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So much has been spoken, written, and, frankly, overhyped about Big Data in recent years that the most important considerations with regard to Big Data might seem to be: what to believe, and where to start. Actually, IT and data science teams deploying data management solutions are expressing three primary concerns to Stratecast with regard to Big Data:
1. Ensuring that they are accessing all relevant data from all sources to meet the needs of the organization—driven by the fear, or at least healthy skepticism, that they are not.
2. Managing the “firehose” of data that results from comprehensive data access, such that rather than drowning in data, a company can dive in and focus on what is most important.
3. Empowering users with focused, actionable information by making it simple for organization users to query the data to quickly obtain the information they need. If an organization can step up to these challenges, it can achieve what data management is supposed to be all about: achieving a high degree of accuracy in assessing current conditions, studying past events and outcomes to spot relevant trends, and using insights from current and past occurrences to predict future behaviors.
An important question remains: where might data management be best applied?
Can, for example, data management solve network and information security challenges? The answer is a resounding yes! The security discipline feeds on a staggering amount of data originating from a myriad of internal and external sources. Internal sources such as routers, switches, network probes, and gateways churn out streams of data describing what is occurring across an organization’s network of endpoints and compute and storage systems hosted in private data centers and in public clouds.
Externally, there are multiple streams of threat intelligence. Yet, the data management continuum does not end there—that is, in merely collecting wide swaths of internal and external data feeds. All of this data has potential relevancy to the organization. Filtering potential relevancy to genuine relevancy so that legitimate threats can be identified and thwarted before they become damaging to the organization is the primary objective. If this sounds like the proverbial “finding the needle in a haystack” type of challenge, it is—but to an even more extreme case: a swirling field of haystacks.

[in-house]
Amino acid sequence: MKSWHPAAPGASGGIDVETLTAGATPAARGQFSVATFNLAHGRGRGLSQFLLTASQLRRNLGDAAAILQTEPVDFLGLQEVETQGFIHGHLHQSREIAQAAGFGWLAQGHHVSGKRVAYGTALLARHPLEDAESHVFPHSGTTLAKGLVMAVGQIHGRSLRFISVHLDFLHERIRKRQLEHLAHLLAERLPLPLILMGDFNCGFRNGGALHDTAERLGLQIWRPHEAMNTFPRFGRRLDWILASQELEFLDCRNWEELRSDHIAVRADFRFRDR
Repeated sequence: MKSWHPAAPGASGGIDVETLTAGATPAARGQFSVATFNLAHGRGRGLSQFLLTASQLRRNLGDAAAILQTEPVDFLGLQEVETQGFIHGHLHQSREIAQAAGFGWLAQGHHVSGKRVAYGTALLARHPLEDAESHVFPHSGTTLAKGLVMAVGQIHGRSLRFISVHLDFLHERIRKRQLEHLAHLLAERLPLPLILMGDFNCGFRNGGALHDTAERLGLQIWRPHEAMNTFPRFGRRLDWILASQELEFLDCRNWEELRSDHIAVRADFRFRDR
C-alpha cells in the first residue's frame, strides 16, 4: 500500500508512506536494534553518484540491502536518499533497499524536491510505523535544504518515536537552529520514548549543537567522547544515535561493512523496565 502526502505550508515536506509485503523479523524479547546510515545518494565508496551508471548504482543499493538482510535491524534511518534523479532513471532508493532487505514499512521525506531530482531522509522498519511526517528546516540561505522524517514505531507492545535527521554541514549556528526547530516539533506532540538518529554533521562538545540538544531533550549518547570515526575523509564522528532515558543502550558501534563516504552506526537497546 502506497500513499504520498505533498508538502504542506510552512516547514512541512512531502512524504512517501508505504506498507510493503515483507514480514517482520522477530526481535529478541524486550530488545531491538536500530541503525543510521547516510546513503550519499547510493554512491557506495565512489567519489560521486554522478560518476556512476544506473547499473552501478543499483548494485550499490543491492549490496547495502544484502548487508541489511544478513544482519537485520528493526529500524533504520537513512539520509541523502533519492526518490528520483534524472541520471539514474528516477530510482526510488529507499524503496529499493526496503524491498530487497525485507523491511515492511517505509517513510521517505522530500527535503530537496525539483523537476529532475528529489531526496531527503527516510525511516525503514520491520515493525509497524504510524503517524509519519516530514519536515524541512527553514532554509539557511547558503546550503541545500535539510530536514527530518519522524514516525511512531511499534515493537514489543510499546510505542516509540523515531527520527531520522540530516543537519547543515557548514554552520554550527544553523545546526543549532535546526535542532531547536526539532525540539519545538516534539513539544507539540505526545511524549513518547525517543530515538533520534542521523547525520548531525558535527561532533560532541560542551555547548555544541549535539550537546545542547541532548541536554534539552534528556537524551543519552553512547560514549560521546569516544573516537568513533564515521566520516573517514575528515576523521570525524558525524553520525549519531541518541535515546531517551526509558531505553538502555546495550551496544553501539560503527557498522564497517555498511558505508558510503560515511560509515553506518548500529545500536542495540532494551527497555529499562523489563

Unfortunately, this data management challenge in security is even more complex than a swirling field of data haystacks. Organizations have made investments in a host of security point solutions. Although legitimately done to follow the best practice of a layered defense, and to respond to new penetration and evasion techniques developed by threat actors, the outcome is suboptimal for several reasons. First, the potency of security point solutions degrades over time as threat actors
discover and exploit the individual shortcomings of each point solution. Second, security point solutions add to the data haystacks—that is, more data to filter through. And third, security point solutions are just that, point solutions designed to function for specific purposes. Bridging this purpose independence moves the organization to a better state of security readiness; one that is equipped with a coordinated and adaptive web of defense. Lacking this web of defense, threat actors have exploited this vulnerability in both clandestine and overt means.
This Stratecast report analyzes the challenges of today’s expanding threat landscape, and how Big Data-powered machine learning can help meet those challenges.
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